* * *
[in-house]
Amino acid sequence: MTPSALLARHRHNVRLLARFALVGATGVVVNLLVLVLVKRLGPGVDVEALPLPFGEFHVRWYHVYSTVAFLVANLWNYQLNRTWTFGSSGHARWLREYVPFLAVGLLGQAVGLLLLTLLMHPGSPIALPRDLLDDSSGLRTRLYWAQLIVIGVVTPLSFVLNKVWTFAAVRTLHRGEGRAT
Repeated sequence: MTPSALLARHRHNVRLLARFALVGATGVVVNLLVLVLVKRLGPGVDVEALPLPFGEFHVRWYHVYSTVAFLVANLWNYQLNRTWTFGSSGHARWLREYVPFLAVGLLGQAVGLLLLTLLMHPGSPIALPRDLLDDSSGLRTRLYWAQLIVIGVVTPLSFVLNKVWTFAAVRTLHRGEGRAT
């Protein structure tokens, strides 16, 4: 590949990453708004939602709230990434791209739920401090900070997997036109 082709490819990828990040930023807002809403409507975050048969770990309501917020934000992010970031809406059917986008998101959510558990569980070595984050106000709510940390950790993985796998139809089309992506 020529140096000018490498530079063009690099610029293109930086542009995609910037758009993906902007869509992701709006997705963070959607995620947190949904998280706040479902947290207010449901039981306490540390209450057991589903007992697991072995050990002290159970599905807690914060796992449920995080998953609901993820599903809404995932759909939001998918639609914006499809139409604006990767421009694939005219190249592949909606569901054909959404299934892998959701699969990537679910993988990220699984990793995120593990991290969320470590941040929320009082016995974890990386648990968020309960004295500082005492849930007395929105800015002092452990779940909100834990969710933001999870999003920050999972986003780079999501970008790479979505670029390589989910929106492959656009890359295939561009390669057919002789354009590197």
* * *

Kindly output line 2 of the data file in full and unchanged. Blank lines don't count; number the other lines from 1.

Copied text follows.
Amino acid sequence: MTPSALLARHRHNVRLLARFALVGATGVVVNLLVLVLVKRLGPGVDVEALPLPFGEFHVRWYHVYSTVAFLVANLWNYQLNRTWTFGSSGHARWLREYVPFLAVGLLGQAVGLLLLTLLMHPGSPIALPRDLLDDSSGLRTRLYWAQLIVIGVVTPLSFVLNKVWTFAAVRTLHRGEGRAT